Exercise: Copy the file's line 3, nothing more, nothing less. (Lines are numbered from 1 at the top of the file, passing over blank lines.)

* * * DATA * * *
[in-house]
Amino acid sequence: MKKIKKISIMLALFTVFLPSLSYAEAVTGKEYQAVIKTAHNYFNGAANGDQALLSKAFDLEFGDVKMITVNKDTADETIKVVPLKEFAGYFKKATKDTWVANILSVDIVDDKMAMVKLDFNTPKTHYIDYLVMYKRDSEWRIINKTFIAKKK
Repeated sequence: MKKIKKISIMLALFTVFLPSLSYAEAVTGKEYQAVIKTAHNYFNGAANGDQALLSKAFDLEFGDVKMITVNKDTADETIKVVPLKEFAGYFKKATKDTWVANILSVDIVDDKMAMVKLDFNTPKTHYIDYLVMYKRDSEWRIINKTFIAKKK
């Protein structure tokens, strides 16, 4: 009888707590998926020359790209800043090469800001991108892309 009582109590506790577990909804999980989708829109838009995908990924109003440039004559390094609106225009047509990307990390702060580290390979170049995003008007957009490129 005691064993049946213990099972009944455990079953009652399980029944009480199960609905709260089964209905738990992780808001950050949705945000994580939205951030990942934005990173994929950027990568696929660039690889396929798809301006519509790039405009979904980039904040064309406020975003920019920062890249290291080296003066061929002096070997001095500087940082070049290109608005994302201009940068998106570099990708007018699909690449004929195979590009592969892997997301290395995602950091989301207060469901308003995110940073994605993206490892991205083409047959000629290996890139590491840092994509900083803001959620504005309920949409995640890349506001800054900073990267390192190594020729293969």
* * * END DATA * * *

Repeated sequence: MKKIKKISIMLALFTVFLPSLSYAEAVTGKEYQAVIKTAHNYFNGAANGDQALLSKAFDLEFGDVKMITVNKDTADETIKVVPLKEFAGYFKKATKDTWVANILSVDIVDDKMAMVKLDFNTPKTHYIDYLVMYKRDSEWRIINKTFIAKKK